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Peaceful transition of power: Open letter to all political parties

CPI Writings

With the general election imminent, one key question remains yet unanswered: Will the Barisan Nasional respect the outcome of the polls and ensure a peaceful transition of power?

This is the sixty four thousand dollar sensitive question – unasked in our repressed mass media, largely unexplored by political analysts, never-to-be-publicly wondered but lurking in the mind of many concerned Malaysians.

najib-lunch

One exception to the unwritten rule of never posing such a politically incorrect question took place in a private lunch talk organized by the Royal Selangor Club (RSC) for its members early this year. The January 12 event featuring Prime Minister Najib Razak as speaker had attracted an audience of more than 200.

An RSC member (who identified himself as the son of a former long-serving staff of Najib’s father, the late Tun Abdul Razak Hussein) asked the following towards the end of the talk:

“Mr Prime Minister, would you make the transition of the government for Pakatan a smooth one if the opposition wins the next general election?”

According to some of those present, after some hesitation the prime minister responded: “I do not have to answer that question” or words to that effect; following which he abruptly left, ostensibly for another function.

najib-lunch2Why did the Prime Minister not respond?

The PM may have felt that he was not able to answer the question for several reasons.

One, he may have lost his wits after being completely taken off guard.

Two, he may not be able to guarantee a peaceful transition of power despite being personally willing to concede should the electoral outcome favour the opposition.

Three, he himself may not be inclined to permit a peaceful transition of power.

Historical record on power transition

Most people are aware that the BN, and earlier, the Alliance parties, have a long, unblemished and unsurpassed record of manipulating the election results through constitutional and other means.  This is why they have remained in power for over 50 years.

Aficionados of the prowess of the ruling coalition in cooking the election results are often rapturous recalling the systematic manipulation of the electoral rolls, malapportionment and gerrymandering of constituency boundaries, control of the media, and a long list of other unfair and exploitative practices, including tampering with the constitution.

Even Dr Mahathir Mohamed in 1970 before he became prime minister was moved to write in The Malay Dilemma: “The manner, the frequency and the trivial reasons for altering the constitution reduced this supreme law of the nation to a useless scrap of paper”.

During several periods of our history of state and federal elections, we have also seen how the Alliance and BN parties have resorted to their trump card of using dubious ‘constitutional’ means to remain in power.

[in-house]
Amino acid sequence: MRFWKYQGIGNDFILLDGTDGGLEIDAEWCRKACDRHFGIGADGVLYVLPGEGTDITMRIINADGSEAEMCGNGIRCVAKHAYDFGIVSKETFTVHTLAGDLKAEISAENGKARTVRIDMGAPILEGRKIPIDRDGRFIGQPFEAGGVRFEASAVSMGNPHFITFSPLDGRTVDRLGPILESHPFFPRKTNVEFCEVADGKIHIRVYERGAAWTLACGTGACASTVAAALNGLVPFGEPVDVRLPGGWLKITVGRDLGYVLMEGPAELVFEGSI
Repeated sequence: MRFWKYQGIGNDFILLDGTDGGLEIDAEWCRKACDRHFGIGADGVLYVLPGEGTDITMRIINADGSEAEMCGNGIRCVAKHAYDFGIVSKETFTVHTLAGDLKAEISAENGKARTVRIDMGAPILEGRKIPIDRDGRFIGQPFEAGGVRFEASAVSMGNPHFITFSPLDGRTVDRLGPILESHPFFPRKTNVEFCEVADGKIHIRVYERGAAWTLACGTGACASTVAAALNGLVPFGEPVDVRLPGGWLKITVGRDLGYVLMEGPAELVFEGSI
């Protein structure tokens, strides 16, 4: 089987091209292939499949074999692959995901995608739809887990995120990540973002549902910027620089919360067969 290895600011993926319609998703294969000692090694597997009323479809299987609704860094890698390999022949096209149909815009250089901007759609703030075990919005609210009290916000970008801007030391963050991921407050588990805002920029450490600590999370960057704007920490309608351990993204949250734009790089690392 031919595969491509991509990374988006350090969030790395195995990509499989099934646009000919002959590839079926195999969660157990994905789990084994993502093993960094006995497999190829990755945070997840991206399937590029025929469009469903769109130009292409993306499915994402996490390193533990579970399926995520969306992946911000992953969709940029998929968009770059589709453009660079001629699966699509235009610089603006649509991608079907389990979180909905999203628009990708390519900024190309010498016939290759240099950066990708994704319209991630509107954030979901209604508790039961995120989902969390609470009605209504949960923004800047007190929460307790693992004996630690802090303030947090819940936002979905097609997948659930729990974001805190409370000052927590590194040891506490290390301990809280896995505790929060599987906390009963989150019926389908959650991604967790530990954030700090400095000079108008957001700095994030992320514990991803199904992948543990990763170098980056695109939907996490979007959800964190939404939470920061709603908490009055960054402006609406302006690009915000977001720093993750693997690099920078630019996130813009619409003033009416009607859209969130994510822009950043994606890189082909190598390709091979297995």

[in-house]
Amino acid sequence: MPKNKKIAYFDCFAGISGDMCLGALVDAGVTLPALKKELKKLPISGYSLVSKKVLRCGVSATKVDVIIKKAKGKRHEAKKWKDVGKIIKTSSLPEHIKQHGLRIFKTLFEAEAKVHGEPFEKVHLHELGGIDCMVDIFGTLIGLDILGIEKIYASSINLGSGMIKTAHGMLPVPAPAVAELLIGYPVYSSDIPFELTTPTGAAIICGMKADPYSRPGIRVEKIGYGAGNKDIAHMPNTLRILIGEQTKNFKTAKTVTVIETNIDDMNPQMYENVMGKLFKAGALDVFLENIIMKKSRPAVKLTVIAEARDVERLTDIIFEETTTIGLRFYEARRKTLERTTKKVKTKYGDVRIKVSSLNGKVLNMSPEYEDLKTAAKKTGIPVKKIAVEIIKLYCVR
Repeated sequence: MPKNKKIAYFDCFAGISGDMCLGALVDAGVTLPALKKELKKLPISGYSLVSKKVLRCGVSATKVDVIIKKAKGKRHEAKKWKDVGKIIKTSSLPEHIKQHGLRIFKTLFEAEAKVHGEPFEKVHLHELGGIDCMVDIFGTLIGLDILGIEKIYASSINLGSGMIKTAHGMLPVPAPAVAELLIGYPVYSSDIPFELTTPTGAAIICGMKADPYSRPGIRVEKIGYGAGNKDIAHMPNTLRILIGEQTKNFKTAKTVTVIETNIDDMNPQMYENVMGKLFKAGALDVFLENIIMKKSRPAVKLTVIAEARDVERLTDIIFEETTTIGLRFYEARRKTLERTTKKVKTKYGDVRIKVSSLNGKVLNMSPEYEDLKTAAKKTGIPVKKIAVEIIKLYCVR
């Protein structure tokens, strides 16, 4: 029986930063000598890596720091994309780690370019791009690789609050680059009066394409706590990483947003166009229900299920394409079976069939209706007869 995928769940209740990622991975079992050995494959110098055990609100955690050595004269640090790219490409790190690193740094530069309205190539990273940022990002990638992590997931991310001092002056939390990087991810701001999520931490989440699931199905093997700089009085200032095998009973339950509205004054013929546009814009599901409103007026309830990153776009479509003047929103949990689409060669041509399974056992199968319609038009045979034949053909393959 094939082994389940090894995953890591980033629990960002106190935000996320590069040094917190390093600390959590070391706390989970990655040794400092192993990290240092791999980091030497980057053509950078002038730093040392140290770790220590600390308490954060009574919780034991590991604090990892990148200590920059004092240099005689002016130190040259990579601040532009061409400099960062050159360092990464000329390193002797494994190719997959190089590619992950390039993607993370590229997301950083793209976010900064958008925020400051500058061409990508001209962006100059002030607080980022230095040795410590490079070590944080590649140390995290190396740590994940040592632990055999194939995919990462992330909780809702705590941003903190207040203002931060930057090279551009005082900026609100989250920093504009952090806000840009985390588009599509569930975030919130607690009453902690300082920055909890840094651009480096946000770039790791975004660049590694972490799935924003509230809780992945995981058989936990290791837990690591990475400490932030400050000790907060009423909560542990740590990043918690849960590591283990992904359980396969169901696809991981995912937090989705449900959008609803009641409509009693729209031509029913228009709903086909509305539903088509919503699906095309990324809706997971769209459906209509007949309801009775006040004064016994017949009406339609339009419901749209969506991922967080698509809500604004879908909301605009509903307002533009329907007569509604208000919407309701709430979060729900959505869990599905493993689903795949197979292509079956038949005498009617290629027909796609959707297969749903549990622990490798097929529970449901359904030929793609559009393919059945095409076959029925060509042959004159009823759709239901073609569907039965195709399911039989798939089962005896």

PM’s public assurance needed

Several months after that disconcerting encounter at the RSC, Najib and his senior Barisan colleagues again have the opportunity to answer that question and put to rest any doubts about a peaceful transition of power and regime change.

We have seen that the latest electoral reform initiative for fair and clean elections has been hijacked for the purpose of scoring political points for the incumbents ahead of the coming elections so that true electoral reform still remains a mirage.

najib-sprAlthough the odds are in favour of a BN victory, it is important that the ruling coalition provides the assurance – before Malaysians go to the polls – that if the unthinkable happens and they are defeated, Najib and his Umno men will respect the outcome and ensure a peaceful transition of power.

In 1971 following his assumption of power through emergency rule, Tun Razak noted that “So long as the form [of democracy] is preserved, the substance can be changed to suit conditions of a particular country…”

Whether Najib could possibly tread in his father’s footsteps and we might see history repeat itself in the imposition of some form of emergency rule following (or even preceding) the 13th general election is one which needs to be clarified publicly and unequivocally.

Respecting the Constitution

It needs to be stressed that our Federal Constitution is clear on the right of Malaysians to elect a government of their choice in a free and fair election. Upon the dissolution of Parliament, it becomes the fundamental, legal and constitutional duty of the caretaker prime minister, Najib Razak, to respect and obey the supreme law of the land.

Not providing an answer to assure the public that the supreme law of the land will be respected may be construed as a serious constitutional offence.

Should the reassurance not be provided before the election takes place, Malaysians have the right to question the moral and constitutional fitness of the serving PM and his party.

Finally, it would be doubly reassuring if the head of the military and the police can reinforce the prime minister’s statement on the peaceful transition of power and pledge that they will serve the country regardless of which political party is at the helm.

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